Perth based producer Fdel has been working with the lads from Downsyde and HydroFunk records for quite some time now. Since producing Downsyde's "El Questro" track way back in 2002. His debut solo release "Audiofdelity" has actually been released here in Australia for a while, but it's definitely an album in need of more international exposure.
Fdel is obviously a very talented producer, the smoothness and clarity on this album is undeniable, there's nothing on there that really doesn't work, and work well. The change ups, bridges, and breakdowns have all been executed way too nicely. It's a pleasure to listen to from start to finish. This album covers all bases, it could really be played anywhere. There's more laid back songs on there, "A Fuller Culture" for example, is a cool chill out song, "Bring It On" is too. But the real strength of the album is in the party tracks, the funk, the undeniable phatness. This album really parties hard, dude.
Right from the introduction ("That's His Name"), Fdel sets the scene for the rest of the album. Smooth horns, expertly scratched vocal samples, phat drums and funky bass. Seems like a basic formula, but rarely is it executed as well as it is on "Audiofdelity". "Rocksteady", "Get Up On Ya Feet", and "Shake Ya Pants" are all definitely made for the dance floor. Go on, stop being staunch for a minute and dance. You know you want to. Fans of UK Producer FatBoy Slim will really dig the final track on the album, "Let The Beat Kick".
His relation to the Western Australian Syllabolix crew is evident throughout, with DJ Armee supplying cuts for the whole album, and Downsyde making a guest appearance on the beat diggers anthem, "Dusty Fingers". "Dusty Fingers" is probably my favorite track here, that infectious hook seems to work its way to the front of my mind every time I look at a record crate these days, and its hard not to dig Downsyde. It makes for dope headphone material.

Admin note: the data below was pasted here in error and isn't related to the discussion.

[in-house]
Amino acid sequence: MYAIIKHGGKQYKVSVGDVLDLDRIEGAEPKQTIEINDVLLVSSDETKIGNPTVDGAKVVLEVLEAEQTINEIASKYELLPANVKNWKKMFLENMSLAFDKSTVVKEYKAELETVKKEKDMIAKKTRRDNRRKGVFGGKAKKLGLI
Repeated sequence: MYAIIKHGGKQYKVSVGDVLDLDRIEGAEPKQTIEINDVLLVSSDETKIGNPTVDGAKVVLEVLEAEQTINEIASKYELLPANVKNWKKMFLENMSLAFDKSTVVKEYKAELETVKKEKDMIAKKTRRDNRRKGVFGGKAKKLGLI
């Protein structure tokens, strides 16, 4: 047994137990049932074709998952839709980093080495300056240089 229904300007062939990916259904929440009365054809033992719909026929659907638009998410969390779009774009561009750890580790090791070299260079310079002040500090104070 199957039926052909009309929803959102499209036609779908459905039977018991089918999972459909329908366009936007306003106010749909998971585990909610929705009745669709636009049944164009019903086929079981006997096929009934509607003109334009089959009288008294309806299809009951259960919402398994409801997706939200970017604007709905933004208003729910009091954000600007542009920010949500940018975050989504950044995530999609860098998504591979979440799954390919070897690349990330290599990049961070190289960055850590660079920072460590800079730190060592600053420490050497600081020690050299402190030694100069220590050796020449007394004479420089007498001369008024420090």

The album is reminiscent of Katalyst's 2002 masterpiece "Manipulating Agent", "Audiofdelity" has some very similar elements. The classic drums, the funky ass basslines, the crazily chopped keys, the huge horns, the well chosen and well placed vocal samples; they're all there, the same as they were on Katalyst's release. This could be (and most likely is) why "Audiofdelity" was released through Katalyst's own Invada records, the label that also plays host to the inevitably funky, Koolism.
I have no real gripe with this album, for the most part, its great summer time listening, and having just endured through one damn hot summer, this album has been getting a hell of a lot of play lately. As with the majority of releases from Invada Records, "Audiofdelity" is on that summer festival vibe. However, coming into what promises to be a freezing cold winter this year, I'm not sure how well this album will hold up through the colder months. I know it seems odd to have musical preferences based on the weather, but eh, it's what I do, and I know a lot of others do too. But I can guarantee this will be the first album we'll all be pulling out next summer.